Some reasons Battery Park became the chosen site include the fact that it is a non-linear park so people are free to explore as they like. Also, although it is not as well known or a big of  a location as compared to Central Park it and all its monuments have such a rich history. The history and stories that come with the park and its monuments really resonated with us all. We later visited Battery Park for the second time with more specific focus, since we knew at this point this was the location our whole summer will revolve around. We all really paid attention to its monuments and its details and thought about what specific themes fit with which monuments and why. The next day we again had the same hard task of choosing as a group what monument and location in Battery Park should be associated with which theme. Once we were able to do this, we were able to go onward with the project.
This project tied in to Sellars’ ritualization of St. Matthews Passion in that he adds movement in the piece to evoke a different feeling to the piece. This relates to our project because, the reason we chose Battery Park was because of the different emotions that space made us feel. Moving to and from each monument and section of the park made us feel something, whether it was sadness, happiness, or contentment, there was always a feeling. And the purpose of this project was for a person to visit this space and listen to the music we created and feel the emotion we were trying to portray through the themes of St. Matthew’s Passion. We wanted to put a person in a location and add movement to change how the person processes the area. This is similar to Peter Sellars’ staging of St. Matthew’s Passion. By adding locomotion to the piece, the audience is able to experience the performance space in a way they did not previously.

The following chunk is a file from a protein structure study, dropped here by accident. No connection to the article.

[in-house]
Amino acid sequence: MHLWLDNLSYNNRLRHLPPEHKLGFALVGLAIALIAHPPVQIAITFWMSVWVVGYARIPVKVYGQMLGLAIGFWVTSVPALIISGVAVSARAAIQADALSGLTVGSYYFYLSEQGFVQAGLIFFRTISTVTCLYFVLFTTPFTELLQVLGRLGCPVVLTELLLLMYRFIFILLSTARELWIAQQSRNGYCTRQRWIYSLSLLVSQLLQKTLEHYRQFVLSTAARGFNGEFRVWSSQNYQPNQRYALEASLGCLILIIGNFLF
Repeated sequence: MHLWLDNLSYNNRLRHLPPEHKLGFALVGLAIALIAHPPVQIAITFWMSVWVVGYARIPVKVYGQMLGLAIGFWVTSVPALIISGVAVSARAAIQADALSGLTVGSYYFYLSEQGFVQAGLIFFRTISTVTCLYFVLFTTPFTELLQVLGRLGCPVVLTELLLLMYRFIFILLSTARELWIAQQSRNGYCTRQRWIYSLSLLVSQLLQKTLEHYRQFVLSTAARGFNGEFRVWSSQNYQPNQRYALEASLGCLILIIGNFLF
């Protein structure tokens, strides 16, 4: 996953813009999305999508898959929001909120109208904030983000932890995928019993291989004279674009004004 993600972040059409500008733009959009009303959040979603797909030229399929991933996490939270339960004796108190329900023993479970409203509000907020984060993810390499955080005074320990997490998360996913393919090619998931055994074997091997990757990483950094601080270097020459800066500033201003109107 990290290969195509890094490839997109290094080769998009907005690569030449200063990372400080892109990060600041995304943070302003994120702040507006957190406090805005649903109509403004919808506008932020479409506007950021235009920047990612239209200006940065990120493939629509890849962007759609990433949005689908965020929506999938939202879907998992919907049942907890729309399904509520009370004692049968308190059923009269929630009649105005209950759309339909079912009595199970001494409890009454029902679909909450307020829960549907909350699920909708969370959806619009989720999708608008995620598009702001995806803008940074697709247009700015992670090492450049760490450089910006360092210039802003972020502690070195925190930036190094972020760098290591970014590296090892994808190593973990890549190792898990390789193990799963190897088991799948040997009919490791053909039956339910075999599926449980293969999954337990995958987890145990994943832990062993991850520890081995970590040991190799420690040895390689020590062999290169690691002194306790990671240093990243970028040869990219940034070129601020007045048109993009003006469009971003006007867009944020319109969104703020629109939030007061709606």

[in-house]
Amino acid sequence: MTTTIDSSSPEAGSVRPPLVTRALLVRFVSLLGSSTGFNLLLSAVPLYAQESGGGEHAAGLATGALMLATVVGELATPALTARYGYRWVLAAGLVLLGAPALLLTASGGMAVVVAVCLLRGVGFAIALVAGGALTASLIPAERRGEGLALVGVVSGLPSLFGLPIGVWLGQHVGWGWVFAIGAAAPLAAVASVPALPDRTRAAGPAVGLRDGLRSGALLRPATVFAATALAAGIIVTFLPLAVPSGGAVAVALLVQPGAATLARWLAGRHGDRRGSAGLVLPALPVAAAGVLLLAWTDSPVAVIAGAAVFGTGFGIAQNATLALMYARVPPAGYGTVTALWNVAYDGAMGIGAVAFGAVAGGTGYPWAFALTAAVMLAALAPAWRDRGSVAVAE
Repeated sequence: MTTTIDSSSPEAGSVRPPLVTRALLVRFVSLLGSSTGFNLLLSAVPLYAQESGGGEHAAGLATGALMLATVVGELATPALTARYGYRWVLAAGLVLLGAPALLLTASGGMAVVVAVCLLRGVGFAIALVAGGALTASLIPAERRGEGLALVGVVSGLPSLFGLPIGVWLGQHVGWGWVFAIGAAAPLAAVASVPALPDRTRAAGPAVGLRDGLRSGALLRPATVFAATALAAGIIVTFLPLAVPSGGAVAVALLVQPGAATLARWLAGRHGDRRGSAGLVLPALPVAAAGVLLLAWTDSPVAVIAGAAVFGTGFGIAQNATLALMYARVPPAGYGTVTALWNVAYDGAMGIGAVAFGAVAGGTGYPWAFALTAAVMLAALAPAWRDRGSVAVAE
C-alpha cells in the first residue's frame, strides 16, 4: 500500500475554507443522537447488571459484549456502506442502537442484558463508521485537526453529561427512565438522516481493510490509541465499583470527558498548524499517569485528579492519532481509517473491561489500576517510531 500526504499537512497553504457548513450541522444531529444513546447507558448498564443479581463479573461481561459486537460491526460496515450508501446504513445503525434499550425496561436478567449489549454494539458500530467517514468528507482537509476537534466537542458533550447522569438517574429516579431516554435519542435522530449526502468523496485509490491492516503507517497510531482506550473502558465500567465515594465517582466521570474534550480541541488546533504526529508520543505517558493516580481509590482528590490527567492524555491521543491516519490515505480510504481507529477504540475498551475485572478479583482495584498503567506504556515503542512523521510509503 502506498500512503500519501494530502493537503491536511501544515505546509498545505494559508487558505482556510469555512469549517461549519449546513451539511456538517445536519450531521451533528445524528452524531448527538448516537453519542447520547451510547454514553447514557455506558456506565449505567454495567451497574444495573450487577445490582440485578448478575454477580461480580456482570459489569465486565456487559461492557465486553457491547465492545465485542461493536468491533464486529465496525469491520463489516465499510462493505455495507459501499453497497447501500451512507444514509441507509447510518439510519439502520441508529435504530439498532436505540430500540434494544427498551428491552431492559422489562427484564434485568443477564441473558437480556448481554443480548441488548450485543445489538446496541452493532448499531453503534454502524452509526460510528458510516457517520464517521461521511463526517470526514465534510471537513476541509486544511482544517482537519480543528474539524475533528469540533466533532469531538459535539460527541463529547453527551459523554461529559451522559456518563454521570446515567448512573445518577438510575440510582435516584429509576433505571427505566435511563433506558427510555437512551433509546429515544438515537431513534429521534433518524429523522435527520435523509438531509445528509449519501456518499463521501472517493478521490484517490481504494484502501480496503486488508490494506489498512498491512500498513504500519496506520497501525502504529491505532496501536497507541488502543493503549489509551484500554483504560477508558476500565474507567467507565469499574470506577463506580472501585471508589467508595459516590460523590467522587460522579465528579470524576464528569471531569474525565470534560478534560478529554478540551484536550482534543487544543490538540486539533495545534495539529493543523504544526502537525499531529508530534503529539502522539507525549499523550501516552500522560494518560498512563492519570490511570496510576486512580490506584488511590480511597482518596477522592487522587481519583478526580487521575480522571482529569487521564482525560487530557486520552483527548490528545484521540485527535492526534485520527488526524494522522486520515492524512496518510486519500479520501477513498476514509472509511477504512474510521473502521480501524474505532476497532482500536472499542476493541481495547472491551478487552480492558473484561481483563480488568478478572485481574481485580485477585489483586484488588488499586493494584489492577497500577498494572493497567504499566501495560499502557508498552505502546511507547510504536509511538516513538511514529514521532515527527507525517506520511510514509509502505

It was really great coming back to the Armory and having the discussion on the space and seeing how we were all impacted by the space as a whole and seeing how strongly people felt for certain locations. This portion of the project really gave me a sense of admiration for my peers. Also being able to visit the different public spaces was one of the coolest days in youth corps for me. Although I’m a born and raised New Yorker I had never spent time in any of these places and spending this day at these locations made me really appreciate the city I live in and the rich history that resides in this concrete jungle. Going back to Battery Park for the second time, after having researched the space and its history, was actually quite humbling to me. It made me really appreciate the life I live and appreciate the struggle many people have faced in and for this country for the greater good of all.
-Cristina, Phase I
Zoom Info

This summer at Youth Corps has been a busy one.  We spent this summer working on a project based on the upcoming performance of Peter Sellars’ innovative staging of St Matthew Passion by JS Bach.

Read More